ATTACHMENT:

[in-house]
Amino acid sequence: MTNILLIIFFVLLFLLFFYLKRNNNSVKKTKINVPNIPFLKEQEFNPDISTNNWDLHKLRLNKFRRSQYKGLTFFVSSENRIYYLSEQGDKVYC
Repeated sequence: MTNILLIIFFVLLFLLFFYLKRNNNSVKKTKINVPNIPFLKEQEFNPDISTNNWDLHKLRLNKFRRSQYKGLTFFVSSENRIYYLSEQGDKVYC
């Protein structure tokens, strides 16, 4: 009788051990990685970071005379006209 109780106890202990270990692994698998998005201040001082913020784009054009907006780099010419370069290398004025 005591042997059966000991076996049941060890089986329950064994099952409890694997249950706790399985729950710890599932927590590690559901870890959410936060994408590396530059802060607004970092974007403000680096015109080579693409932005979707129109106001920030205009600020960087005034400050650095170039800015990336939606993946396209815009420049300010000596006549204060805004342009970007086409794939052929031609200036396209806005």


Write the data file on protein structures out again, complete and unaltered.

[in-house]
Amino acid sequence: MTNILLIIFFVLLFLLFFYLKRNNNSVKKTKINVPNIPFLKEQEFNPDISTNNWDLHKLRLNKFRRSQYKGLTFFVSSENRIYYLSEQGDKVYC
Repeated sequence: MTNILLIIFFVLLFLLFFYLKRNNNSVKKTKINVPNIPFLKEQEFNPDISTNNWDLHKLRLNKFRRSQYKGLTFFVSSENRIYYLSEQGDKVYC
């Protein structure tokens, strides 16, 4: 009788051990990685970071005379006209 109780106890202990270990692994698998998005201040001082913020784009054009907006780099010419370069290398004025 005591042997059966000991076996049941060890089986329950064994099952409890694997249950706790399985729950710890599932927590590690559901870890959410936060994408590396530059802060607004970092974007403000680096015109080579693409932005979707129109106001920030205009600020960087005034400050650095170039800015990336939606993946396209815009420049300010000596006549204060805004342009970007086409794939052929031609200036396209806005």